And think of it – a Merlin is pretty high up the food chain for a bird known as the “duck hawk”? And if this Peregrine ate a local merlin that fed on local dragonflies that fed on local mosquitoes that fed on local me, Amy, Leif and everyone else on reach road, then we (the Reach Road “we”) are honored to “give” to the cause. We did our part for this guy! “you're welcome”.
Migration - Every
Yellow-rumped Warbler in the world is
on the island no matter what anyone says. . If you see a bird it’s probably a
Yellow-rumped Warbler. Unless it’s not. Flickers,
Belted Kingfisher, Great Blue Heron, Ravens (lots of Ravens these days), and
tons of Chickadees (like more than we have “regularly”)…. Greens - White- crowed Sparrow (Willie and
Elaine)…. Philadelphia Vireo and Prairie
Warbler (9/15) Tip-toe Mtn. spotted by John Drury…. Karen Oakes took this Palm
Warbler photo in her backyard I believe. Other Warblers - Many Parula,
Black-throated Green, Common Yellowthroat, Redstart, Blackpoll, Black and Whites.
Other songbirds – Brown Creeper, Red-breasted Nuthatch, Blue-headed Vireo, Red-eyed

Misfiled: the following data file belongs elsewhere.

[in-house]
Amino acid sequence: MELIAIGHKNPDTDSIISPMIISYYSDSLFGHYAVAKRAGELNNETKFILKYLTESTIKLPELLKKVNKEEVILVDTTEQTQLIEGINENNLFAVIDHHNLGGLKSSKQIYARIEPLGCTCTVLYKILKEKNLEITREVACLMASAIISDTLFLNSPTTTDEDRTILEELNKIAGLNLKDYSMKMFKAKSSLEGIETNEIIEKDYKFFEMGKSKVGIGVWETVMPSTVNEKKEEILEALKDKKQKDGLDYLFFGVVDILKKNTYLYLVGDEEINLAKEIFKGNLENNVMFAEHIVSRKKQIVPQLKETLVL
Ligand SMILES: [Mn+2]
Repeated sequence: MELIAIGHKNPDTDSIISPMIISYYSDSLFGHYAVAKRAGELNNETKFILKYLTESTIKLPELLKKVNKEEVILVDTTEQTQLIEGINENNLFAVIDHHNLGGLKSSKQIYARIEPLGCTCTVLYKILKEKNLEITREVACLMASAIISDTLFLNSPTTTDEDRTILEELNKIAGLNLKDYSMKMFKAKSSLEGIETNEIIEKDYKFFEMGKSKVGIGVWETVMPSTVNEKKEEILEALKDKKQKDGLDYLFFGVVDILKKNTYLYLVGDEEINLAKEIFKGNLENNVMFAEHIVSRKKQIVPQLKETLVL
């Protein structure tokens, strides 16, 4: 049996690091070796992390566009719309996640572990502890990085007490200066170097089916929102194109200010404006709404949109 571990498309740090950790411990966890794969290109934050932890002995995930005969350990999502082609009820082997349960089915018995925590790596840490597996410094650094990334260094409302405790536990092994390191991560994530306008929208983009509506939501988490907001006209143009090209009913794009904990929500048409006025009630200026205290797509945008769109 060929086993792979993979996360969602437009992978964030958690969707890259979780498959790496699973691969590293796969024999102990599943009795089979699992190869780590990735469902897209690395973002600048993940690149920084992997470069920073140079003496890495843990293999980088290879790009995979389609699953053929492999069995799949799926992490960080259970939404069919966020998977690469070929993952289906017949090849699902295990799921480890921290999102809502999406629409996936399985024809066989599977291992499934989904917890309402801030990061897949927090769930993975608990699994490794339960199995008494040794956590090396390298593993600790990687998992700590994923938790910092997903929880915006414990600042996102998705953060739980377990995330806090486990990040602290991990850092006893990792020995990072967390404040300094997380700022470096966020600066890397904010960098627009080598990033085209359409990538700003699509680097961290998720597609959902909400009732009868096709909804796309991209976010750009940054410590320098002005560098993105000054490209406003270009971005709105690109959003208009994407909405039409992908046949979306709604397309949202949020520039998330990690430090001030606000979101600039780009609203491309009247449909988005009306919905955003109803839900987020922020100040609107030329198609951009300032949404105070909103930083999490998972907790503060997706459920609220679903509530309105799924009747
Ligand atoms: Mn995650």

Vireo, Hermit Thrushes, Robins, few Cedar Waxwings and Goldfinches, White-throated,
Savannah and Song Sparrows, lots of Phoebes….
|female Common Yellowthroat|
photo by Karen Oakes
photo by Karen Oakes
photo by Rick Morgan
Took a paddle with Rick thru Seal Bay (9/17) where we saw no raptors at all I believe. Visited Gid “the rowing guy”’s ledges and got some pictures. Tally for the shorebird ledges off Huber (largely) and all of Seal Bay – 52 Semi-palmated Sandpiper, 12 Semi-palmated Plover, 4 Greater Yellowlegs, 3 Lesser Yellowlegs, 7 Short-billed Dowitcher, 17 Black-bellied Plover. Great to be out there…..also that day – 100+ Bonaparte’s Gulls, Ring-billed Gull, Herring Gull, Shags, Belted Kingfisher.